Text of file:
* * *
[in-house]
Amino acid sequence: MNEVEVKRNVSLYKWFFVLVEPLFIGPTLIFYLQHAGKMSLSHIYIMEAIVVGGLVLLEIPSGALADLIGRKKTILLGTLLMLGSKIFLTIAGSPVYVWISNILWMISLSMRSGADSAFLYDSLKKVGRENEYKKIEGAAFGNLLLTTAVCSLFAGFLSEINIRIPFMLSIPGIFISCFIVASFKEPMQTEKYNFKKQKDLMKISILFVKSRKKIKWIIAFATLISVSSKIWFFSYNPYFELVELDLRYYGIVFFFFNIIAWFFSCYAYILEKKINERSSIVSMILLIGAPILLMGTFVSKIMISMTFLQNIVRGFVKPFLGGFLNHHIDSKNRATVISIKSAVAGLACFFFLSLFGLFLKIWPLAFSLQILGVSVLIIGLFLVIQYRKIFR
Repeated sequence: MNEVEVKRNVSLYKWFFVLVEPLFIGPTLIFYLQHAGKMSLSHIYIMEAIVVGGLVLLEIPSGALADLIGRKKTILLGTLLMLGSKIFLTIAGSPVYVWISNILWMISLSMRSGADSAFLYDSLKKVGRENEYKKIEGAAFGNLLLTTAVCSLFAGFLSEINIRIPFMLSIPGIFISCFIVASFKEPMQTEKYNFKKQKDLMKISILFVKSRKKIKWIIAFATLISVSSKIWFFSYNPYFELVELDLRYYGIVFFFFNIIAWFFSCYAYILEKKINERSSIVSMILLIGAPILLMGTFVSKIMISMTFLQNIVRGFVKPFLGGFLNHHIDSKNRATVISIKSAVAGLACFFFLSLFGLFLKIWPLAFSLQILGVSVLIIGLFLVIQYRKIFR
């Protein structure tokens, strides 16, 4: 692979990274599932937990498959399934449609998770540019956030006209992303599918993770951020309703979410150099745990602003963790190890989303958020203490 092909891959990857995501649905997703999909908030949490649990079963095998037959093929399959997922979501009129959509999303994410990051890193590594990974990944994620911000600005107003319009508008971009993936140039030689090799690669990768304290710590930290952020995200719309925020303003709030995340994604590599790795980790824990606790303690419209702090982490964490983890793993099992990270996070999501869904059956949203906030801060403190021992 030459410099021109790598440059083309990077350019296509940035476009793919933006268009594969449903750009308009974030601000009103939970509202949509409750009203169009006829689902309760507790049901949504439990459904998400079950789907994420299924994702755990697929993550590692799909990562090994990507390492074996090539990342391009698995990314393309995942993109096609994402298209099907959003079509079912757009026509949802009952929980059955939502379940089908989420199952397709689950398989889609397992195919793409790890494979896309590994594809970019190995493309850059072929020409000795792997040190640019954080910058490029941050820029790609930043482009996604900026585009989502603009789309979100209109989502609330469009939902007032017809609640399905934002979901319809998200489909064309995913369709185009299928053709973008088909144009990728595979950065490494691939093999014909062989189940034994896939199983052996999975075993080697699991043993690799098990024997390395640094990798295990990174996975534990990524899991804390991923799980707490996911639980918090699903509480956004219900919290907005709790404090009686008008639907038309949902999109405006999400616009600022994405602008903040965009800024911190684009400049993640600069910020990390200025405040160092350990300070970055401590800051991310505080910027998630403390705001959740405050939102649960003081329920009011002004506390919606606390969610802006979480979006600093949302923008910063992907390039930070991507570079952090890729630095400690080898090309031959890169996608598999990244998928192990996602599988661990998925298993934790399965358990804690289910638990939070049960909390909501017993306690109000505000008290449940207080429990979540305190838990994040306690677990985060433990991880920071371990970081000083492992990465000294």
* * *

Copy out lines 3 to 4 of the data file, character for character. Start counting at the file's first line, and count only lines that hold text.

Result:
Repeated sequence: MNEVEVKRNVSLYKWFFVLVEPLFIGPTLIFYLQHAGKMSLSHIYIMEAIVVGGLVLLEIPSGALADLIGRKKTILLGTLLMLGSKIFLTIAGSPVYVWISNILWMISLSMRSGADSAFLYDSLKKVGRENEYKKIEGAAFGNLLLTTAVCSLFAGFLSEINIRIPFMLSIPGIFISCFIVASFKEPMQTEKYNFKKQKDLMKISILFVKSRKKIKWIIAFATLISVSSKIWFFSYNPYFELVELDLRYYGIVFFFFNIIAWFFSCYAYILEKKINERSSIVSMILLIGAPILLMGTFVSKIMISMTFLQNIVRGFVKPFLGGFLNHHIDSKNRATVISIKSAVAGLACFFFLSLFGLFLKIWPLAFSLQILGVSVLIIGLFLVIQYRKIFR
């Protein structure tokens, strides 16, 4: 692979990274599932937990498959399934449609998770540019956030006209992303599918993770951020309703979410150099745990602003963790190890989303958020203490 092909891959990857995501649905997703999909908030949490649990079963095998037959093929399959997922979501009129959509999303994410990051890193590594990974990944994620911000600005107003319009508008971009993936140039030689090799690669990768304290710590930290952020995200719309925020303003709030995340994604590599790795980790824990606790303690419209702090982490964490983890793993099992990270996070999501869904059956949203906030801060403190021992 030459410099021109790598440059083309990077350019296509940035476009793919933006268009594969449903750009308009974030601000009103939970509202949509409750009203169009006829689902309760507790049901949504439990459904998400079950789907994420299924994702755990697929993550590692799909990562090994990507390492074996090539990342391009698995990314393309995942993109096609994402298209099907959003079509079912757009026509949802009952929980059955939502379940089908989420199952397709689950398989889609397992195919793409790890494979896309590994594809970019190995493309850059072929020409000795792997040190640019954080910058490029941050820029790609930043482009996604900026585009989502603009789309979100209109989502609330469009939902007032017809609640399905934002979901319809998200489909064309995913369709185009299928053709973008088909144009990728595979950065490494691939093999014909062989189940034994896939199983052996999975075993080697699991043993690799098990024997390395640094990798295990990174996975534990990524899991804390991923799980707490996911639980918090699903509480956004219900919290907005709790404090009686008008639907038309949902999109405006999400616009600022994405602008903040965009800024911190684009400049993640600069910020990390200025405040160092350990300070970055401590800051991310505080910027998630403390705001959740405050939102649960003081329920009011002004506390919606606390969610802006979480979006600093949302923008910063992907390039930070991507570079952090890729630095400690080898090309031959890169996608598999990244998928192990996602599988661990998925298993934790399965358990804690289910638990939070049960909390909501017993306690109000505000008290449940207080429990979540305190838990994040306690677990985060433990991880920071371990970081000083492992990465000294």